What is the physical store’s added value?

While digital channels inspire, inform and allow for efficient purchase, physical stores let us see and touch a product (basically the 5-senses), while getting advice at the same time. They provide Experience, Expertise and Efficiency. This is what differentiates offline to online stores.5

Omni-channel retailers have altered the use of physical stores to ‘meeting places for like-minded people’.6

How physical stores can survive

As we are now aware of the differences between online and offline retailers, physical stores need to distinguish themselves. The next couple of tips will help them in their process.

Develop a clear strategy

We all know success stories of proactive retailers who keep reinventing themselves and therefore stay relevant to their customers. They know exactly why their customers keep coming back. Therefore, when developing a new strategy always keep these key questions in mind.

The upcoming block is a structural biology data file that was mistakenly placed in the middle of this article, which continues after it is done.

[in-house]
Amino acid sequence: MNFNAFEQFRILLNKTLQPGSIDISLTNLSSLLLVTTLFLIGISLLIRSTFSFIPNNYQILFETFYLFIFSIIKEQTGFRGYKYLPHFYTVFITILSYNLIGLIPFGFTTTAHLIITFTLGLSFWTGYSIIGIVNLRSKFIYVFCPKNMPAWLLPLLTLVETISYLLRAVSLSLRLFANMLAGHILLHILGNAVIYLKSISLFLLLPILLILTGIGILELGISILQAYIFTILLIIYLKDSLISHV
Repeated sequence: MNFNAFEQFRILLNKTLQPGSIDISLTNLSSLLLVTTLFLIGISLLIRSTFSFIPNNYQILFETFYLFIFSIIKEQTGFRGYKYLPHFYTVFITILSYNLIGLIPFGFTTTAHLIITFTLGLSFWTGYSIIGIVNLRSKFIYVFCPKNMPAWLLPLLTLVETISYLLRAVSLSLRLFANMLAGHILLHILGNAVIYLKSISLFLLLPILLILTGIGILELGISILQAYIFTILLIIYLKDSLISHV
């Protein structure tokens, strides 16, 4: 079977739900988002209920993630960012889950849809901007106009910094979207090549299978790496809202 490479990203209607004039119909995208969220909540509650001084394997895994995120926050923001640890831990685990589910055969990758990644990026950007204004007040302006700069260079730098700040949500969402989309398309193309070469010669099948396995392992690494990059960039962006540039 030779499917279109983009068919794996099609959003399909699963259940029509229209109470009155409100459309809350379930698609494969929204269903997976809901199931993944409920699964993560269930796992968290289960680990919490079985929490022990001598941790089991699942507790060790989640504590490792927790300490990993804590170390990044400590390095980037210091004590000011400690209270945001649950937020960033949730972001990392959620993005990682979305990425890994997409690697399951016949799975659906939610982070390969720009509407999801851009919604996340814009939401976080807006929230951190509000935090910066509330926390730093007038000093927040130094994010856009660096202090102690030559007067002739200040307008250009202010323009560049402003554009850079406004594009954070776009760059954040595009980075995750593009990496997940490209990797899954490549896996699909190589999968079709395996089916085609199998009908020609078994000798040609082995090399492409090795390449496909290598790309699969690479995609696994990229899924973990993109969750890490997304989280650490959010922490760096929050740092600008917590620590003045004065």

• What is your competitive advantage against a similar formula?
  • What are your most important values?
  • What is your store’s most important aspect?
  • Why does your store matter?
  • Why would consumers rather buy at your store instead of another one?

Be aware of negative publicity

At Ipsos we work for a variety of clients and their brands. We know that brands, also retail brands, with a strong Brand Mental Network are better equipped to growth. Our R&D shows the following 4 learnings: 1) Brands that come to mind first, have more connections; 2) brands that come to mind first, have more positive connections; 3) brands that come to mind first have more distinct and emotional associations and, 4) last but not least brands that come to mind first are more likely to have a higher market share.7

When we do our Brand Mental Network analyses for retailers, by looking at spontaneous associations related to the retail brand, we see publicity around bankruptcy popping up as negative associations, which can have a negative effect on your brand as it can hinder customers to visit your branch already, impacting future growth. So be aware of the impact of news such as bankruptcy, lower than minimum wages for your employee’s, etc.